Easily distracted? Use these tips and tactics on focus and your Lumia to stay on-task.
Call it 21st-century cultural ADHD. We have so many things vying for our attention these days–the daily barrage of email and texts, the 24-hour news cycle, the minute-by-minute nature of social media–that we feel as if we have attention-deficit disorder.
Some neuroscientists and other experts have said that tech devices such as mobile phones contribute to our distraction. While this may be true for some people, it doesn’t have to be that way for you.
If you use common sense and a bit of self-discipline, your Lumia can help you get things done. Earlier on Conversations, we gave you some time-management tips. Today, let’s drill down on focus and provide tips on how to better concentrate.
Streamline your workspace. Research from the Princeton Neuroscience Institute found that clutter–especially visual clutter–bombards us with too much stimuli and restricts our ability to focus. So if your desk and office are cluttered, do yourself a favor and put away anything extraneous to your workflow.
The only objects on my desk are my laptop computer, a lamp, my Lumia and a cup of coffee (yes, I consider that an essential part of my workspace). Using the Lumia is an essential part of my job, but if I’m working on a project that doesn’t involve the smartphone, I stash it out of sight in a desk drawer (but still within easy reach so I can hear scheduled reminders).
Turn on white noise. When I worked in a busy, loud newsroom and was on deadline on a particularly big story, I donned headphones and turned on a soundtrack of white noise (defined as “a sound that contains every frequency within the range of human hearing”).
That muffled the sounds of ringing telephones, blaring television sets and colleagues’ animated conversations, giving me the mental room I needed to concentrate.
Why not try this method with your Lumia? The free Windows Phone apps for Spotify (check out our recent story on the recent Spotify update) and Pandora (specific to the U.S., Australia and New Zealand) have playlists for white noise as well as nature sounds, water sounds, and ambient noise.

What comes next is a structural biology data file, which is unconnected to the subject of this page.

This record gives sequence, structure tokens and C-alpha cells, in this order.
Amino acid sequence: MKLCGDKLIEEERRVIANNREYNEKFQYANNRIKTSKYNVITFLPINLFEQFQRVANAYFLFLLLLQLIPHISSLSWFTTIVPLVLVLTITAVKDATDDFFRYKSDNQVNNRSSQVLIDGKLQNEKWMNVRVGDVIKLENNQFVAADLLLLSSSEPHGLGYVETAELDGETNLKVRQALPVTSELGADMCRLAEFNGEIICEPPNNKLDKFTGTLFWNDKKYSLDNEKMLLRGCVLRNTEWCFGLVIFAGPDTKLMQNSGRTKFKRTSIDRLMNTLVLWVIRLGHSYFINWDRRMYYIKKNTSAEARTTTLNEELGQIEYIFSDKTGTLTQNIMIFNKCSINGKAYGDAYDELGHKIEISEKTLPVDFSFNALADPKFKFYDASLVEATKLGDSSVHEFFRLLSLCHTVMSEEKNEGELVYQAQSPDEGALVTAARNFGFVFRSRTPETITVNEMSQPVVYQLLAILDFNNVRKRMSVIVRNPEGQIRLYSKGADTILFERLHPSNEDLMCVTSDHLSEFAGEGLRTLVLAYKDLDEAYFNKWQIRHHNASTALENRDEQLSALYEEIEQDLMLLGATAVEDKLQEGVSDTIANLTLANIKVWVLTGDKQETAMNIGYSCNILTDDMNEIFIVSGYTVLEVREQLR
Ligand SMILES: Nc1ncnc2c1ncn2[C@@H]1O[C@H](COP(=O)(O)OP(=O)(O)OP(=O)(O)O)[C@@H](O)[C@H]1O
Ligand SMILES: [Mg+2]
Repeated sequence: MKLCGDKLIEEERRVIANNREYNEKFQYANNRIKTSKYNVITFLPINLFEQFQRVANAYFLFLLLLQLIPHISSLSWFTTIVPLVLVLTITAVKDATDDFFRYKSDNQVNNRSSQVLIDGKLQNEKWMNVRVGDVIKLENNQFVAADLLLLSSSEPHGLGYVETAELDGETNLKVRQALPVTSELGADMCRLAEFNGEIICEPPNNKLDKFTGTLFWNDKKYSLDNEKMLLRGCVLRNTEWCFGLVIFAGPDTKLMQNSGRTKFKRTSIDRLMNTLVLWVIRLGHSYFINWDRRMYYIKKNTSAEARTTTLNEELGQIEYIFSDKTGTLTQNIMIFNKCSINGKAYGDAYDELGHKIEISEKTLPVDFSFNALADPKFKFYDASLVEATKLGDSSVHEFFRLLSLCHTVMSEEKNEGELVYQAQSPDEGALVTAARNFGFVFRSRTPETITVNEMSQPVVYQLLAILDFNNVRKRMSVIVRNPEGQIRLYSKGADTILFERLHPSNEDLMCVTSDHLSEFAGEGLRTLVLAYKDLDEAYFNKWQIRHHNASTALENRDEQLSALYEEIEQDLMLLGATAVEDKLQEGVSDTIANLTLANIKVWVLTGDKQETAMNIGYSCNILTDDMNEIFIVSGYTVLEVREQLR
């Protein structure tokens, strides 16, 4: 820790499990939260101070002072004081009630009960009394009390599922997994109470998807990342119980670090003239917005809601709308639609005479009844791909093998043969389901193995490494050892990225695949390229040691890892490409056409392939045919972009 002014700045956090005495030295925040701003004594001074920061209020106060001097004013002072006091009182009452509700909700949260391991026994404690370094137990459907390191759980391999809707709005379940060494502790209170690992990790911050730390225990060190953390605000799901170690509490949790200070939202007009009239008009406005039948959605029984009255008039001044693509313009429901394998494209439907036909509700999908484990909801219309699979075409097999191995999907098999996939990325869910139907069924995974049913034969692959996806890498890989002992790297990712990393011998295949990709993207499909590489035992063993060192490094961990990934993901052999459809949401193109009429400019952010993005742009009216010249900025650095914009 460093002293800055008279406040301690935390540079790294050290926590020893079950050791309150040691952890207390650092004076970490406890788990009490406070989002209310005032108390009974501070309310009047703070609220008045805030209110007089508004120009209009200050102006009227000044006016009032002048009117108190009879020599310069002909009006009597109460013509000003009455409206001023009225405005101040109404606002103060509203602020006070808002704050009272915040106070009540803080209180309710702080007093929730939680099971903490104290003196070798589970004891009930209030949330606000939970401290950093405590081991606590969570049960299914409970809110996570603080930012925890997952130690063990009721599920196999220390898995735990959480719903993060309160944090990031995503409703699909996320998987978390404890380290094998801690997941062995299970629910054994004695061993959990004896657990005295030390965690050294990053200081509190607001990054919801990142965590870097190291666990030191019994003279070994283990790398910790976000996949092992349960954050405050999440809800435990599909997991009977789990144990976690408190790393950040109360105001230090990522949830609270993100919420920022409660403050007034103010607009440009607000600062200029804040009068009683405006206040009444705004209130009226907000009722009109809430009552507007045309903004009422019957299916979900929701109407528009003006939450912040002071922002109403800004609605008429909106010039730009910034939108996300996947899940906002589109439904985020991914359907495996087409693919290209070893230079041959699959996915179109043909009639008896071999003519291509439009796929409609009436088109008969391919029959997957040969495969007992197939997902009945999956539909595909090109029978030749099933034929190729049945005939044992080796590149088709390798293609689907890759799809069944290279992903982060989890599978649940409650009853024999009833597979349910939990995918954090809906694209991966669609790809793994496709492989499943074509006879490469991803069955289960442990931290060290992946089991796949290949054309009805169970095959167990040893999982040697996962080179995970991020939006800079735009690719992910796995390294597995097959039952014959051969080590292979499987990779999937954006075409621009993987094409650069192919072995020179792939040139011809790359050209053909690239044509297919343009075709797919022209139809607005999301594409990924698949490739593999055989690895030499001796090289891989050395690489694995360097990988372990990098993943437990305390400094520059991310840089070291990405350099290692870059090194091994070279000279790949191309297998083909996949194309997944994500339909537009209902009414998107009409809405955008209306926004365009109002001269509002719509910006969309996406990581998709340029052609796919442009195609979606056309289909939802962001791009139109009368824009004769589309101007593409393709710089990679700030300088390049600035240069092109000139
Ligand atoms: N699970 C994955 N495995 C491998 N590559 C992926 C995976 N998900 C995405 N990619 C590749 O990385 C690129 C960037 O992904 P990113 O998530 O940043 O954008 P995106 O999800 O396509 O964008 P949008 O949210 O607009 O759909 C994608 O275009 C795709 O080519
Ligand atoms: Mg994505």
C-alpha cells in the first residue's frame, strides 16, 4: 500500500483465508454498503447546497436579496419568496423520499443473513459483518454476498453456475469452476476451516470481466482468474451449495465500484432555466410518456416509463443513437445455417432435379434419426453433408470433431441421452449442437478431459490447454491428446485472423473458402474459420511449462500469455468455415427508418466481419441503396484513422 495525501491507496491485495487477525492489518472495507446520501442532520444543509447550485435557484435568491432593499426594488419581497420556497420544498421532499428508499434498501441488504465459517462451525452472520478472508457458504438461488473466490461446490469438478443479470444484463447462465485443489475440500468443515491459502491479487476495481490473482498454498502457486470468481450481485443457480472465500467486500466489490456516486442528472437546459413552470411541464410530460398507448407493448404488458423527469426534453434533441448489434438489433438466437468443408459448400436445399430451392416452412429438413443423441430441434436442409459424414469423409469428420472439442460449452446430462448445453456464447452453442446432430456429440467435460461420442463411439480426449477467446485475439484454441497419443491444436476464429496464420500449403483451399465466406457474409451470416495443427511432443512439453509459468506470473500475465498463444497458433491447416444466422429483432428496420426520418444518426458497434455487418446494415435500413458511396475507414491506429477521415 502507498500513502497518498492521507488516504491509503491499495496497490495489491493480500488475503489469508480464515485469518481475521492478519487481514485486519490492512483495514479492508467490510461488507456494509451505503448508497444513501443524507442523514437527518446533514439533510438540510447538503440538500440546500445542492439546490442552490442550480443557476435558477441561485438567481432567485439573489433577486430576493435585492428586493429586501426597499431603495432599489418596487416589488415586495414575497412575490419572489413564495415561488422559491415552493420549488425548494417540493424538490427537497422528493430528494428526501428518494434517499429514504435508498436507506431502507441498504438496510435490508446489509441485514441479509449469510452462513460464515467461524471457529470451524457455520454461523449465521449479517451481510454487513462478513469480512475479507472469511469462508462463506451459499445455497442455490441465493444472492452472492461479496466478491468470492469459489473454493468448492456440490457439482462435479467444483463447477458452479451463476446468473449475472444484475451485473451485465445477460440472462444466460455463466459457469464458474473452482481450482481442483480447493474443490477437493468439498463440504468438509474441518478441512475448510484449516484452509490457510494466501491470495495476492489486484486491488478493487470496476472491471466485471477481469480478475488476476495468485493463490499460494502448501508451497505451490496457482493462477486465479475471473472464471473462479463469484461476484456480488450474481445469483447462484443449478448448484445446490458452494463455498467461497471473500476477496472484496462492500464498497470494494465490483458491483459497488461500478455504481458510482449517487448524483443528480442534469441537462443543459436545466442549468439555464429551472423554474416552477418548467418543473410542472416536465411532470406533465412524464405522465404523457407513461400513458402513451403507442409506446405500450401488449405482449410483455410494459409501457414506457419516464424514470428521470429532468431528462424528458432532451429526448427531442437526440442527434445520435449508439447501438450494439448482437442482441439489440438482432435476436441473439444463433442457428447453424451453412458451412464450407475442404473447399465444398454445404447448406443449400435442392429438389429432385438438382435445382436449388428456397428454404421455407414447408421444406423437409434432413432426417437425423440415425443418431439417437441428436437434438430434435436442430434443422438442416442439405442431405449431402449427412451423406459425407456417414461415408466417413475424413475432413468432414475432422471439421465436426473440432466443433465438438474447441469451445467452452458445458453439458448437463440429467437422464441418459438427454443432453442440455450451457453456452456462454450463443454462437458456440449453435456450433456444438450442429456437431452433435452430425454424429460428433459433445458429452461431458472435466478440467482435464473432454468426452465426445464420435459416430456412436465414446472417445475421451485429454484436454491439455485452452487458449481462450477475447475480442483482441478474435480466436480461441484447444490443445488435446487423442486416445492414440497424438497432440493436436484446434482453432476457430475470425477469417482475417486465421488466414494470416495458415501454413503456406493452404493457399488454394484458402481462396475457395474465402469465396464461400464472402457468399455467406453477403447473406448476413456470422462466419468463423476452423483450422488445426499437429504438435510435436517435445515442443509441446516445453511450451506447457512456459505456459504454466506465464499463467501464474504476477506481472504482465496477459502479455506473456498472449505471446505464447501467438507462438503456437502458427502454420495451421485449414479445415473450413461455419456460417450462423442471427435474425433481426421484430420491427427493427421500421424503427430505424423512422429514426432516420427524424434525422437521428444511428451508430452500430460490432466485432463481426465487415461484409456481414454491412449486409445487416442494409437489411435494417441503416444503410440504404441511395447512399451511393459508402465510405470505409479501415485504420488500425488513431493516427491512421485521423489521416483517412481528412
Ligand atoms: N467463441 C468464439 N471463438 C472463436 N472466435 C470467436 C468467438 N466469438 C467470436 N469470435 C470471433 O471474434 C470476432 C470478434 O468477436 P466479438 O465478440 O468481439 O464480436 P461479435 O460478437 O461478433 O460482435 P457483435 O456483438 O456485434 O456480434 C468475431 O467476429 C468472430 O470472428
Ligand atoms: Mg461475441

Use the carrot-and-stick approach. Reward yourself when you meet a deadline. Depending on the difficulty of the project, that treat could be playing a game on your Lumia for 10 minutes (I like Spell It), calling a friend for a quick chat, or a weekend beach getaway.
Get a breath of fresh air. Loads of research says that sitting still for long periods of time not only lowers productivity, it may also shorten your life.
So, if your job entails sitting at a computer for much of the day, take a five-minute break every hour or so. Stand up and walk around your building. Better yet, go through the front door to take a stroll and literally get lungfuls of fresh air.
Have an accountability partner. I trained for my first marathon in the dead of winter and it was hard to get up early on chilly Saturday mornings to pound out the miles.
The only thing that got me up was a running buddy. This friend and I agreed to meet at 8 a.m. every Saturday to run–no matter what. This tactic worked spectacularly well even if we did freeze our butts off: We ran our personal bests in the race.
Try something similar to help you meet your next big deadline. Get a work colleague or a friend to be your accountability partner. Make a deal that you will email or text him (or her) your tasks every day to meet that goal. Then that partner can email or text you at the end of the day to check if you completed them.
Get enough sleep and exercise. If you don’t get enough sleep, you can’t function at your best. Everyone knows that if you’re well rested, you’re more productive, not to mention happier. Be good to yourself and make it a priority to bed down at a decent hour (check out our story about apps to help you sleep).
In addition, research from the neuroscience and physiology fields has proven a direct connection between exercise and brainpower. Researchers have found that exercise appears to build a stronger and more cognitively flexible brain.
So if you want to strengthen your brain and be more creative, forget word puzzles. Instead, go for the cardio burn. Check out our previous stories (here and here) on exercise apps that help you exercise your body–and mind.
Do you find these tips on focus helpful? Do you have any tactics that weren’t mentioned here? Let us know in the comment section below.